Independent Spirit in China
Chinese independent documentary filmmaking began around 1990. The pioneers such as WU Wenguang, DUAN Jinchuan and JIANG Yue deliberately tried to get rid of the pompous style and narrative adapted in the Chinese television documentary programmes in the 1980s. They insisted on fighting against the propaganda films made by the authorities and those "politically correct" movies or the commercial documentaries on television like Discovery Channel that had mushroomed from the mid-1990s onwards. These independent documentary filmmakers work very hard to bring back our concern about "reality" and search for the individual values. In addition to these pioneers' collective effort, the easy access to the digital photography equipment has initiated an unstoppable wave of films that reflect the contemporary Chinese society and the political reality.
For a quarter of a century, the Chinese independent documentary films have been regarded as "illegal" by the authorities and remained underground. The ruling class that possess the power to censor and ban films see these independent films as enemies or even great threats due to their ignorance, lack of the ability to judge, low self-confidence or paranoid fear. As a result, they vehemently oppress the production and exhibition of independent films. Nonetheless, the restriction and oppression not only fail to silence the independent documentary filmmakers but make them ever stronger. The performance of the Chinese independent cinema in the past decade prove to be more than impressive; whether it is about the subject matters, aesthetics or the political and social involvement, their courage as well as their ability to realise their ambition is truly admirable. Due to their "illegal" status, the Chinese independent documentaries have neither any broadcast platform like the "Viewpoint" on the Public Television Service in Taiwan nor venues like cinemas or film festivals. The filmmakers certainly do not have any chance to apply for the government subsidies like those we have in Taiwan, either from the government or the semi-official organisations. Nevertheless, the lack of opportunity and the imposed restriction stimulate the growth of the Chinese independent documentaries even more, and as a result, this wild and rebellious force has produced so many rare fruits full of vitality and possibility. Since they are free from the running time set by television programme or cinema, these films could be a ten-minute short that feels as sharp as a dagger or an epic of more than eight hours. In terms of aesthetics, it could be experimental or realist.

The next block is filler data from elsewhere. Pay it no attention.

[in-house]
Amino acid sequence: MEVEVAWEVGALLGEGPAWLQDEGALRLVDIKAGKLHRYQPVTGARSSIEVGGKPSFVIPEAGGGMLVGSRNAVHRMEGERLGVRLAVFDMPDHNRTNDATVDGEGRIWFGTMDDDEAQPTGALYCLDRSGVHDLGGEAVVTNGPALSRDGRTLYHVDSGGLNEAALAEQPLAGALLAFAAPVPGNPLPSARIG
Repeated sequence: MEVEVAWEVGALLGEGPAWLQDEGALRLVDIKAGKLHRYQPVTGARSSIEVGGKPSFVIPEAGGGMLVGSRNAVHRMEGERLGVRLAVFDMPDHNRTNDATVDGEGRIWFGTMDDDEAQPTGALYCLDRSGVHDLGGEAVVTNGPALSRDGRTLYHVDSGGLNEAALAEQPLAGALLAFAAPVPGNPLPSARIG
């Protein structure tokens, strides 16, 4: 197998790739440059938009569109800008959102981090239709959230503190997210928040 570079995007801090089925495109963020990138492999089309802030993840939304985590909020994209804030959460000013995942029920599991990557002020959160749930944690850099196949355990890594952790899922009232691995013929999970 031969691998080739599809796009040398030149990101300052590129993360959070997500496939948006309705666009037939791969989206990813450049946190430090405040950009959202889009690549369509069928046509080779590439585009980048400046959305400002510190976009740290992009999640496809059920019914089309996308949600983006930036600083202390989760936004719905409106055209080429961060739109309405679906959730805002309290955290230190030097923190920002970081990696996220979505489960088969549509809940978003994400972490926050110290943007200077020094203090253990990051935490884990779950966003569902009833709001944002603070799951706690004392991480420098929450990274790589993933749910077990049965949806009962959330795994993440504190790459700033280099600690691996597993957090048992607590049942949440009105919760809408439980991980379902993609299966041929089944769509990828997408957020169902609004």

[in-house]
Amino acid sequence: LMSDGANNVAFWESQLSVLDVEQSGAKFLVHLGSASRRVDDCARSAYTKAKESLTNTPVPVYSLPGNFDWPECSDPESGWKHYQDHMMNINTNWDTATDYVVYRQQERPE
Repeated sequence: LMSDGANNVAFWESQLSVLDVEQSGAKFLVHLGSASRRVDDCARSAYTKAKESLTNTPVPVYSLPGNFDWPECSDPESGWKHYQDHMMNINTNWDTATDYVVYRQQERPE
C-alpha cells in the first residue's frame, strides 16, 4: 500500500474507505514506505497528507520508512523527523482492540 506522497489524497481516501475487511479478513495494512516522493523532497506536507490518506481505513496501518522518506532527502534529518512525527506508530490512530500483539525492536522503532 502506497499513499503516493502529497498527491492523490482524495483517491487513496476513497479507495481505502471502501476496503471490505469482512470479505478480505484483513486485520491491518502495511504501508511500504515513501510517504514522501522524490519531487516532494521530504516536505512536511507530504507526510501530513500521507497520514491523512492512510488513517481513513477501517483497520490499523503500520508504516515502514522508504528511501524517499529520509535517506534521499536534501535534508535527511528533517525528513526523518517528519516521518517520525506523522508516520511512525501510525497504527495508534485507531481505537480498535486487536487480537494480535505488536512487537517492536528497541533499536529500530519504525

Some bravely comb through the history of the communist China, digging up the forgotten people and incidents. Some pursue the environment issues caused by the wrong policies so persistently like the faithful followers on the pilgrimage. Some muster their courage to document the local conflicts between the officials and the civilians or the action taken by the public. Some shift their focus from the bottom of society or countryside to the middle-class or even the officials that prove to be a much more difficult subject to film.
Although Chinese independent filmmakers mostly work on their own, they have demonstrated a collective power and result. It comes from not only the filmmakers' hard work, but the contribution made by the festival programmers, film critics, educators, activists and countless anonymous supporters of the independent cinema. Their fighting spirit that makes them "fight for the impossible" is worth the attention of Taiwanese society. What we can learn from them are more than the film form and the content; they may remind us of the freedom that we are so used to that we should reflect upon it.